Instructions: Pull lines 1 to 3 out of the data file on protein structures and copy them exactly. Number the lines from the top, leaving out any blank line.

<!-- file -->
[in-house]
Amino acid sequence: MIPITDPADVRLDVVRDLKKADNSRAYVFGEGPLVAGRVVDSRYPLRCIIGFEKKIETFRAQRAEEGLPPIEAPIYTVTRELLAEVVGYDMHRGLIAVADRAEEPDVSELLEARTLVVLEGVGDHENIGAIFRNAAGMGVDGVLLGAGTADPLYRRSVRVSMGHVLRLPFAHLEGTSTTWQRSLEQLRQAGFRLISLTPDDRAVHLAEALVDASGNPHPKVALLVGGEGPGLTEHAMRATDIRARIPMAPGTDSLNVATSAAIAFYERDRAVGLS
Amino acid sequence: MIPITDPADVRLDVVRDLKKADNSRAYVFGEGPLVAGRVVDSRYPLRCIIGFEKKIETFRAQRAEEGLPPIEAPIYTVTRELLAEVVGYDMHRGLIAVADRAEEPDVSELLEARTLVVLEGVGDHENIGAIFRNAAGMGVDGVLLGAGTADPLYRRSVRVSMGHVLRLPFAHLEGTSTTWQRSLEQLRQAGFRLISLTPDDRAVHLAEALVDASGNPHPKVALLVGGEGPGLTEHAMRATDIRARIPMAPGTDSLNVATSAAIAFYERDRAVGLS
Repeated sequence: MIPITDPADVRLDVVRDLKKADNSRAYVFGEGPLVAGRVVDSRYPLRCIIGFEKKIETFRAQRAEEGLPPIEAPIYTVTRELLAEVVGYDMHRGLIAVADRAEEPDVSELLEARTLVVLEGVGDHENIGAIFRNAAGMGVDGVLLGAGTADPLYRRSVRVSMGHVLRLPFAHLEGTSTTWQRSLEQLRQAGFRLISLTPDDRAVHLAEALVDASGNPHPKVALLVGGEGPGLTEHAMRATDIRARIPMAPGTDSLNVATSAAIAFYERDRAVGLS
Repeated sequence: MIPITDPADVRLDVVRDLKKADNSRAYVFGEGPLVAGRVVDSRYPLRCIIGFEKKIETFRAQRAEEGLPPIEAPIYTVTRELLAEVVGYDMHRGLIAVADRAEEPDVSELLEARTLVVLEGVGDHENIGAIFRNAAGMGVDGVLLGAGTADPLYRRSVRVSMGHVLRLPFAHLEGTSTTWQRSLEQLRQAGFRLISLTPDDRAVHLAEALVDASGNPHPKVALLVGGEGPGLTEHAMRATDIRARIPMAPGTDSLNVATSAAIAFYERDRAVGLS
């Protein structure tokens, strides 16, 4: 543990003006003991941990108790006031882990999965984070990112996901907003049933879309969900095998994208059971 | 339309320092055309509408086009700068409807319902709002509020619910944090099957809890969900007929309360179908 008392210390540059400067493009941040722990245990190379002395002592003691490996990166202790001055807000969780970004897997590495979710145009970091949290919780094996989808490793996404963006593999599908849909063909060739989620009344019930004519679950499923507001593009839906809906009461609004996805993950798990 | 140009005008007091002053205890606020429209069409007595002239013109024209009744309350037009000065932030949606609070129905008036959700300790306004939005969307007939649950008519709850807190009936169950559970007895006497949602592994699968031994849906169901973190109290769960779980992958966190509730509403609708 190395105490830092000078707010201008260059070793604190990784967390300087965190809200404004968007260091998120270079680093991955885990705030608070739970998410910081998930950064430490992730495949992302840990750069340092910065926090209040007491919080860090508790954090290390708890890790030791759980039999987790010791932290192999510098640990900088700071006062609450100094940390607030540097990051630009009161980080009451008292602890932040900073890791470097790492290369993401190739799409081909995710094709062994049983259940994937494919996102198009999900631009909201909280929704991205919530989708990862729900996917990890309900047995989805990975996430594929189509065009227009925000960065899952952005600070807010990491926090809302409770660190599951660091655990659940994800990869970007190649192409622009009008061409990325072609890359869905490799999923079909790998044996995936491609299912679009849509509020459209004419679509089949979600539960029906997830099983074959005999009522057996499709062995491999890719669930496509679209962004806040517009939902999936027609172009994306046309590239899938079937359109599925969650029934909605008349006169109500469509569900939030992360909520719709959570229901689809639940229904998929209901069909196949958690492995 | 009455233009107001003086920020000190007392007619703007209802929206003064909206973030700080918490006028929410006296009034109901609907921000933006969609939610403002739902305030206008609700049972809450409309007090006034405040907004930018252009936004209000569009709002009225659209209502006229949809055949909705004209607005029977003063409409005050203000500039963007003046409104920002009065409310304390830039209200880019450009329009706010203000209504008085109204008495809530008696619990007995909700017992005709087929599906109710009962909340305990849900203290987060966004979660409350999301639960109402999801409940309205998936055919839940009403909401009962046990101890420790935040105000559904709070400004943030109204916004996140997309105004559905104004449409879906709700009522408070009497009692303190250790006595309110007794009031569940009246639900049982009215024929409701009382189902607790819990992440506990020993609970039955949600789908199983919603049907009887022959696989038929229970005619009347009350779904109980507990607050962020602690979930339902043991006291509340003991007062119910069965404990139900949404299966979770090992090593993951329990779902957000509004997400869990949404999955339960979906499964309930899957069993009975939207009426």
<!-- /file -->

[in-house]
Amino acid sequence: MIPITDPADVRLDVVRDLKKADNSRAYVFGEGPLVAGRVVDSRYPLRCIIGFEKKIETFRAQRAEEGLPPIEAPIYTVTRELLAEVVGYDMHRGLIAVADRAEEPDVSELLEARTLVVLEGVGDHENIGAIFRNAAGMGVDGVLLGAGTADPLYRRSVRVSMGHVLRLPFAHLEGTSTTWQRSLEQLRQAGFRLISLTPDDRAVHLAEALVDASGNPHPKVALLVGGEGPGLTEHAMRATDIRARIPMAPGTDSLNVATSAAIAFYERDRAVGLS
Amino acid sequence: MIPITDPADVRLDVVRDLKKADNSRAYVFGEGPLVAGRVVDSRYPLRCIIGFEKKIETFRAQRAEEGLPPIEAPIYTVTRELLAEVVGYDMHRGLIAVADRAEEPDVSELLEARTLVVLEGVGDHENIGAIFRNAAGMGVDGVLLGAGTADPLYRRSVRVSMGHVLRLPFAHLEGTSTTWQRSLEQLRQAGFRLISLTPDDRAVHLAEALVDASGNPHPKVALLVGGEGPGLTEHAMRATDIRARIPMAPGTDSLNVATSAAIAFYERDRAVGLS